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IP Best Practices: Managing Intellectual Property, Step 3

Previously in our Intellectual Property (IP) Best Practices series, we introduced step two to maximizing your IP: Protect. Please check back every Monday for the next step in this series.

People tend to forget about intellectual property (IP) after registering it once–a mistake that can cost dearly. As we discussed in our previous blog about protecting IP, the goals of startups or entrepreneurs can change over time, and as such the utility to be leveraged from your IP can change. Even if your goals do not change, some IP may require renewals or routine registrations and filings. Trademark infringement, for example, has to be policed by the owner; no government agency does it for you. Failing to do so may lead to loss of the trademark.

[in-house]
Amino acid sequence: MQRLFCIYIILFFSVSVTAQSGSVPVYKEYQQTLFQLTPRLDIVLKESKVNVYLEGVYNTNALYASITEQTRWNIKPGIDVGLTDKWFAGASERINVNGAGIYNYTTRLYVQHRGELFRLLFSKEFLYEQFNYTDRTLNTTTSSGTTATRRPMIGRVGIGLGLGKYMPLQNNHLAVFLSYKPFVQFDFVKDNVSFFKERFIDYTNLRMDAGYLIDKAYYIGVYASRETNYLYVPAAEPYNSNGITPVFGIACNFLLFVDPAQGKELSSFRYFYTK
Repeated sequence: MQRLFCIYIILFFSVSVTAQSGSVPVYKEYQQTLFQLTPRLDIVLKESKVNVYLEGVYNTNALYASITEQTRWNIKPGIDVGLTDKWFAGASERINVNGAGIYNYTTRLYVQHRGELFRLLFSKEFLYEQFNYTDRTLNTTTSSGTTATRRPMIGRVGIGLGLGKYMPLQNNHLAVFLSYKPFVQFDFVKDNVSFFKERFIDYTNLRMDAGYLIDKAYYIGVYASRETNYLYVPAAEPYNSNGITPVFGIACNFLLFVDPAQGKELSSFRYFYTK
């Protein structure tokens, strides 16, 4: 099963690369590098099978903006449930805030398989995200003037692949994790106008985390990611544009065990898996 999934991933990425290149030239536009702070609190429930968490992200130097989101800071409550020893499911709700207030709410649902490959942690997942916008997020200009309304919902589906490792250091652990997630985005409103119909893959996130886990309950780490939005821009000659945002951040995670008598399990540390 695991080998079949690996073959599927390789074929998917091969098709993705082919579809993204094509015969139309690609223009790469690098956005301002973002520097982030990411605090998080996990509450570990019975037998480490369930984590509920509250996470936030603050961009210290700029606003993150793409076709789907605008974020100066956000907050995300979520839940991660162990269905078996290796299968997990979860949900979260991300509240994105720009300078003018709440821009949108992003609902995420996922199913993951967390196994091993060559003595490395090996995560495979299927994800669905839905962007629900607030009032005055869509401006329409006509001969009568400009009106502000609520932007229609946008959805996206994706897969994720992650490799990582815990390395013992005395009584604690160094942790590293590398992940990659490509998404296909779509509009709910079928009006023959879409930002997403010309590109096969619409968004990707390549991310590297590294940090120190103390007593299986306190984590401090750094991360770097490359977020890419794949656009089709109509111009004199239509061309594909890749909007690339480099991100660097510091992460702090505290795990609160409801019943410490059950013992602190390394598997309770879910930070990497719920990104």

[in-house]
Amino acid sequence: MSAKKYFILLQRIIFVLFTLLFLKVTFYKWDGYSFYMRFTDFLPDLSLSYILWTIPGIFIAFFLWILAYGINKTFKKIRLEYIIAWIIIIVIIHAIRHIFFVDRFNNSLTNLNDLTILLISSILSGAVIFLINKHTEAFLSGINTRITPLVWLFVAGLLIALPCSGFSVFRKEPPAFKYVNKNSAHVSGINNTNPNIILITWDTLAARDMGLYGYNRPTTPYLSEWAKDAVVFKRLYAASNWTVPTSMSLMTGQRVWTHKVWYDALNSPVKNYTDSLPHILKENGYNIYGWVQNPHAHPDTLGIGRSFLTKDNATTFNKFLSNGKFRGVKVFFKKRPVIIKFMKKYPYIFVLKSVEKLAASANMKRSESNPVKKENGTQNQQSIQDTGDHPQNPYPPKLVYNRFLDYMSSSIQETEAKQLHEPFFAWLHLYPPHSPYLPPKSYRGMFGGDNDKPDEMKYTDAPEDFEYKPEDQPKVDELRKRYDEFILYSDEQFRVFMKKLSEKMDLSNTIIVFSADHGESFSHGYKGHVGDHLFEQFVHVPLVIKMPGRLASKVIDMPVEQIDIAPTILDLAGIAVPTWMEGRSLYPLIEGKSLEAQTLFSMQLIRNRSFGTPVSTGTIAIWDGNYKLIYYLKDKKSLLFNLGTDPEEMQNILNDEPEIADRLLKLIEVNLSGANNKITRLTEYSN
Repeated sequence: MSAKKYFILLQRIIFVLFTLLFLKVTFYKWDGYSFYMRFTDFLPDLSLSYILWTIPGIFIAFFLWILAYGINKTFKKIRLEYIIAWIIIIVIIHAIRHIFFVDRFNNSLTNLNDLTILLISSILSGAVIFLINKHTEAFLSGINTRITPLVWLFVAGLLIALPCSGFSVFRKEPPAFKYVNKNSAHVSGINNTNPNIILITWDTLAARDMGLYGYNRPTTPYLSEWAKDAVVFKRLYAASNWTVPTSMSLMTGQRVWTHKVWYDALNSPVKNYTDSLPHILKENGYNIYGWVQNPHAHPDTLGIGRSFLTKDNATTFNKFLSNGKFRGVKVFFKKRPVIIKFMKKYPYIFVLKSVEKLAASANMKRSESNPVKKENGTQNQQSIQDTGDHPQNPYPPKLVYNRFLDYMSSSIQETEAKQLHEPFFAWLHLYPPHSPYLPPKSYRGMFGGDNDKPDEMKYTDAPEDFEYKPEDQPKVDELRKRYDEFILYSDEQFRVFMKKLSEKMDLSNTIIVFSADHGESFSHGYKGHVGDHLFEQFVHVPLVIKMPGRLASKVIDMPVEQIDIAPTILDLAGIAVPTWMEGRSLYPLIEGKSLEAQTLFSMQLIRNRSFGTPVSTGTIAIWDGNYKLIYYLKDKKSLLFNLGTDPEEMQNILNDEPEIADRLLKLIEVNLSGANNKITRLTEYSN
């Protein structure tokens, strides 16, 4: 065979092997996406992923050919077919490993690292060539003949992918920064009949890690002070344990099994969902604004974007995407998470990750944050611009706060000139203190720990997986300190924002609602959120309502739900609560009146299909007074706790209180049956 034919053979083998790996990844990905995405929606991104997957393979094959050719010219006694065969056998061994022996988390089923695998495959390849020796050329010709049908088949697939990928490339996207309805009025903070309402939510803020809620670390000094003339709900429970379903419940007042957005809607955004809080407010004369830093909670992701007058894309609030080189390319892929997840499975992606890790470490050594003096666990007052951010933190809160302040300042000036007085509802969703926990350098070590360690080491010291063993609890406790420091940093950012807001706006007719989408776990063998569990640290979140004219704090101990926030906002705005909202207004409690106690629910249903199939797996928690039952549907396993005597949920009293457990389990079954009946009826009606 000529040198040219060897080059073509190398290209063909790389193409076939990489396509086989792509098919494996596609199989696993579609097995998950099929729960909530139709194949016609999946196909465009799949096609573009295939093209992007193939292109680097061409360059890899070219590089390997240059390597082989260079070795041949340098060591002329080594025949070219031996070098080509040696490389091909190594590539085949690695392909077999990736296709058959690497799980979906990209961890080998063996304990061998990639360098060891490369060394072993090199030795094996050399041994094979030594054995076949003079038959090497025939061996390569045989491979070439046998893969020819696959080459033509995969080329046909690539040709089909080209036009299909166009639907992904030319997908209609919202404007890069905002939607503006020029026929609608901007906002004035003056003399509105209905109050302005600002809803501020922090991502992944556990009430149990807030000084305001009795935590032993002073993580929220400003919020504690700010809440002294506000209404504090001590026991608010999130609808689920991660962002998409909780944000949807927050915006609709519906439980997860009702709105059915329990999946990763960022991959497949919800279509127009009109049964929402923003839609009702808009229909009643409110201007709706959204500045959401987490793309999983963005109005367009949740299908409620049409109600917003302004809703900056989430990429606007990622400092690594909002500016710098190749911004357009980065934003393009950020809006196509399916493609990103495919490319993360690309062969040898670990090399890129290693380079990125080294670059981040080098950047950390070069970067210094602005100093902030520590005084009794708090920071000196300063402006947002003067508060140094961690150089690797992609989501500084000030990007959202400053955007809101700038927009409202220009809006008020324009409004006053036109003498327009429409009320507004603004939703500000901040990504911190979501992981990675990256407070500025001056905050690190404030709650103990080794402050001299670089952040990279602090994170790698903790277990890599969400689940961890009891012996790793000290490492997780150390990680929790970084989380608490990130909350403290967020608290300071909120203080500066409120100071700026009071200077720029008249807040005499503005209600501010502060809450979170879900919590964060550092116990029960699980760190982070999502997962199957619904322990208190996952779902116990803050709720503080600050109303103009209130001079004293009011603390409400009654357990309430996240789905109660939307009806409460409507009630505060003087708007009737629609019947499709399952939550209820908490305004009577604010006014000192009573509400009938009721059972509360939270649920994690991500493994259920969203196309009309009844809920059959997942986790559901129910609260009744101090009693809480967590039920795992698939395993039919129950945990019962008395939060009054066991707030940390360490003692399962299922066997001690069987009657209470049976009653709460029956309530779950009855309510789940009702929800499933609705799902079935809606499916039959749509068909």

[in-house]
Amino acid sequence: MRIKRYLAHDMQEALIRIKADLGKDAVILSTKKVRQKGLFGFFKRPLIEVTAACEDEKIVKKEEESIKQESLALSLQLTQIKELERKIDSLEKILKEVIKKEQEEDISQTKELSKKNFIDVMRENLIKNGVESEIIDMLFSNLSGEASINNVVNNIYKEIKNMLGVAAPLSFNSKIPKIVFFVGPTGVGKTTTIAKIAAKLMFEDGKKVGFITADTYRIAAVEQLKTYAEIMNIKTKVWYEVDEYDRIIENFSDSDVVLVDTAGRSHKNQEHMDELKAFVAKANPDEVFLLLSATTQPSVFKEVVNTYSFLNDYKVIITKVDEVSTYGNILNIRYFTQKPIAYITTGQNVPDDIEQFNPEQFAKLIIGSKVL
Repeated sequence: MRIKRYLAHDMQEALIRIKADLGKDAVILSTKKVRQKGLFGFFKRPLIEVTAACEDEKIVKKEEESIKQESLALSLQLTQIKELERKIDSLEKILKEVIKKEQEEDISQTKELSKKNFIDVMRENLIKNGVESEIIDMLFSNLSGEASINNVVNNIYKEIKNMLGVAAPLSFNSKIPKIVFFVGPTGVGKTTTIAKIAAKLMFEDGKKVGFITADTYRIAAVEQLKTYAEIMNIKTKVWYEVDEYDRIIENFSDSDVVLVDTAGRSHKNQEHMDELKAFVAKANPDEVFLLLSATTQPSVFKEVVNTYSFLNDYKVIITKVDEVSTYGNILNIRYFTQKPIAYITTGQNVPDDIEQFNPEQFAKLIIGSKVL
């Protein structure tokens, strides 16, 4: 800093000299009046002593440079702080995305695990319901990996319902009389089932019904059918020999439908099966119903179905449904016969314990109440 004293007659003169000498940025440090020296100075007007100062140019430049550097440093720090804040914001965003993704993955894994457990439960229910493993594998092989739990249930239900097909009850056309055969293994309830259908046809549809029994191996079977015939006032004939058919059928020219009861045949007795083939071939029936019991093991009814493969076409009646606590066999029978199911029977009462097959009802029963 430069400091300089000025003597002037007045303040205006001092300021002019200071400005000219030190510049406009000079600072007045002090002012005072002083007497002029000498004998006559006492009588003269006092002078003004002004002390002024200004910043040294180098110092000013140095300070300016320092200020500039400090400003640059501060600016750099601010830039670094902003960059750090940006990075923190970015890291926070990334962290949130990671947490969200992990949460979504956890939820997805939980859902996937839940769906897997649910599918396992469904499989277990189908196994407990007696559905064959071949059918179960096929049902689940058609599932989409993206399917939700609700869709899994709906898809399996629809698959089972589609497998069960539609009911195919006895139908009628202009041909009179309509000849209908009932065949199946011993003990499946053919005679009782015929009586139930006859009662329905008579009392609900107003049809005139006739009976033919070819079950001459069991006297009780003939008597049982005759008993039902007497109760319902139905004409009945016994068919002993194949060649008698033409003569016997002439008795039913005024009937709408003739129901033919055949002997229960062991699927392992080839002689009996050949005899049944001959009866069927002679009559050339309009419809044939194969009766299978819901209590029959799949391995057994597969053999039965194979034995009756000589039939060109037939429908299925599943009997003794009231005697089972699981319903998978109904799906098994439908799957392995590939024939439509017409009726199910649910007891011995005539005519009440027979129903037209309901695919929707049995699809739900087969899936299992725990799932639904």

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Don't Get Sued for Copyright Infringement Despite Fair Use

A scandal that rocked the world half a decade ago is finally drawing to a close. UK Prime Minister’s former Director of Communications, Andy Coulson, was found guilty of conspiring to hack phones from 2000 to 2006 while he was the editor of News of the World, a subsidiary of News Corp. But News Corp is in the news for more than a criminal offense. News Corp Australia owns 142 newspapers and recently started a feud with new kid on the block, Daily Mail Australia. The acrimony started in early June when News Corp threatened to sue Daily Mail if they did not cease plagiarizing their work and called Daily Mail’s journalists “copy snatchers and parasites.” Daily Mail countered back by stating that News Corp has lifted 10 of their stories from their website without citing proper credit or linking back to the original story. Amongst the stories lifted, Daily Mail claimed News Corp had used an exclusive video of One Direction smoking cannabis without providing them with proper credit.